Freshii taking steps to help franchisees offset minimum wage hike, founder says
A Freshii restaurant is seen in Montreal on Tuesday, March 21, 2017. THE CANADIAN PRESS/Ryan Remiorz
Aleksandra Sagan, The Canadian Press
Published Wednesday, January 24, 2018 3:59PM EST
Last Updated Wednesday, January 24, 2018 7:46PM EST
Health-food eatery Freshii implemented a number of solutions ahead of Ontario's minimum wage hike that the company believes will continue to make it an attractive employer as the chain looks to expand rapidly over the next two years.
"There's been some public statements around how other brands are handling and how other brands are suggesting franchise owners handle the minimum wage increase," said founder and CEO Matthew Corrin.
"My view is that many of those suggestions feel short-term in nature. So, while immediate savings will be intact, I think the long-term impact on the culture potentially gets compromised."
Corrin, who did not name specific companies, said that when making business decisions, he tries to imagine how an employee who received paid breaks and food discounts would feel if those were taken away.
"We really focus on how can we differentiate the value proposition of choosing to don the Freshii uniform versus putting on the McDonald's uniform versus putting on the Tim Hortons uniform," he said.
Restaurant Brands International Inc. -- the parent company of Tim Hortons -- has faced criticism after some Tim Hortons franchise owners clawed back employee benefits to help absorb the Jan. 1 minimum wage bump to $14.
Corrin declined to comment on RBI's public battle with its franchisees over how to offset the minimum wage, saying he didn't know enough about what the company is doing.
At both RBI and Freshii, it's up to individual franchisees to determine how much to pay their employees -- so long as they follow labour laws-- and what benefits they offer.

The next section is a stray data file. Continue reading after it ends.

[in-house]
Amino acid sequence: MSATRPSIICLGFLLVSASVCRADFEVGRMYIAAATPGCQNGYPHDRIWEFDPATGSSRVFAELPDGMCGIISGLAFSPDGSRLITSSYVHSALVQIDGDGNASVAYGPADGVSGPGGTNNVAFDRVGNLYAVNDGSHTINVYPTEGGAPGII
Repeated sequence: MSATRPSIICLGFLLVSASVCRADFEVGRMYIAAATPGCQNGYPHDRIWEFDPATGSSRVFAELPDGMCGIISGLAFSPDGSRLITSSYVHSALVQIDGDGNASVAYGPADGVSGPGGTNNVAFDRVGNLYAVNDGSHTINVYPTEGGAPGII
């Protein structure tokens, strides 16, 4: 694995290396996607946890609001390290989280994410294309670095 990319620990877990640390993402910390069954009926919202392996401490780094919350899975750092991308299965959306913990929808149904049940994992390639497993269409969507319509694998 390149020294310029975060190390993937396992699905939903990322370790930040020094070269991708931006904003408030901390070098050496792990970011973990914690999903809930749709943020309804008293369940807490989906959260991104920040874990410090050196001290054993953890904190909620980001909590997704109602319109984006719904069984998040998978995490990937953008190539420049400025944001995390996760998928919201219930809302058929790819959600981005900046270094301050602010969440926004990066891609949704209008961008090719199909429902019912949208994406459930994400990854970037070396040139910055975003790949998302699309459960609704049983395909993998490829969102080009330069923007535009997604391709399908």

When the minimum wage hike was first announced, Corrin said Freshii held a call with its Canadian franchisees and changed a few things after gaining experience dealing with such bumps south of the border. Seattle, where Freshii operates, started to incrementally increase minimum wage in 2015, reaching $15 an hour for many employees on Jan. 1, 2017.
Corrin said that the company raised prices on some items in the fall and started to buy some ingredients pre-prepped rather than chopping them in store to allow employees to instead spend that time, for example, handing out samples to draw more customers in.
Freshii's same-store sales are also helping to offset labour inflation, he added. Corrin anticipated the company would need that metric to grow around three to four per cent to outpace inflation, but Freshii has performed better than that.
The company released preliminary financial results Wednesday showing same-store sales grew 6.4 per cent in its fourth quarter and 5.5 per cent in its 2017 financial year. It will release full results for that time frame in late February.
Corrin said the company plans to open hundreds more locations this year and next, aiming for up to 760 stores by the end of its 2019 financial year, and creating hundreds of jobs in the process. It had 345 stores as of Sept. 24, 2017, according to financial documents, but added 25 net new stores in its most recent quarter.
Shares rose 53 cents or 7.53 per cent to $7.57 Wednesday after the company made the financial disclosures. In late September, the company's stock plummeted about 35 per cent in a day when Freshii scaled back its expansion plans by some 100 locations.